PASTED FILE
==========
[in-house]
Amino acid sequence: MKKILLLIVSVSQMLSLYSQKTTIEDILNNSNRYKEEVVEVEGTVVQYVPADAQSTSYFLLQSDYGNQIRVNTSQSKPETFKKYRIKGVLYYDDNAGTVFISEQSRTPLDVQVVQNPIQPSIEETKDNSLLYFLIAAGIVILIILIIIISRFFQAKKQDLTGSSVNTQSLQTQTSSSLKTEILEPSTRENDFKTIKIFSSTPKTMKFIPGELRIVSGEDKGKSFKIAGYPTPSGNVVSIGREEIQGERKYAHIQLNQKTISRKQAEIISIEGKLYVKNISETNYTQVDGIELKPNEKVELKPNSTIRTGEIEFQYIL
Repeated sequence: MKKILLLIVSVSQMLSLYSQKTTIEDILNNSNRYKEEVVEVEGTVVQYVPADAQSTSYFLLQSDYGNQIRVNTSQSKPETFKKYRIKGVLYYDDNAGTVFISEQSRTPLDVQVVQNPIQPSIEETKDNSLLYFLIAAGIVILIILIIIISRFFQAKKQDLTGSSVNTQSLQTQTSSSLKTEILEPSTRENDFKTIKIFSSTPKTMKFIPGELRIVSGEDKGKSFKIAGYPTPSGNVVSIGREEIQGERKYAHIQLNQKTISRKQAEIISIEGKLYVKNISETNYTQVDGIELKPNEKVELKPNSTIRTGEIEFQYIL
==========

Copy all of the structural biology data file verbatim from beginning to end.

[in-house]
Amino acid sequence: MKKILLLIVSVSQMLSLYSQKTTIEDILNNSNRYKEEVVEVEGTVVQYVPADAQSTSYFLLQSDYGNQIRVNTSQSKPETFKKYRIKGVLYYDDNAGTVFISEQSRTPLDVQVVQNPIQPSIEETKDNSLLYFLIAAGIVILIILIIIISRFFQAKKQDLTGSSVNTQSLQTQTSSSLKTEILEPSTRENDFKTIKIFSSTPKTMKFIPGELRIVSGEDKGKSFKIAGYPTPSGNVVSIGREEIQGERKYAHIQLNQKTISRKQAEIISIEGKLYVKNISETNYTQVDGIELKPNEKVELKPNSTIRTGEIEFQYIL
Repeated sequence: MKKILLLIVSVSQMLSLYSQKTTIEDILNNSNRYKEEVVEVEGTVVQYVPADAQSTSYFLLQSDYGNQIRVNTSQSKPETFKKYRIKGVLYYDDNAGTVFISEQSRTPLDVQVVQNPIQPSIEETKDNSLLYFLIAAGIVILIILIIIISRFFQAKKQDLTGSSVNTQSLQTQTSSSLKTEILEPSTRENDFKTIKIFSSTPKTMKFIPGELRIVSGEDKGKSFKIAGYPTPSGNVVSIGREEIQGERKYAHIQLNQKTISRKQAEIISIEGKLYVKNISETNYTQVDGIELKPNEKVELKPNSTIRTGEIEFQYIL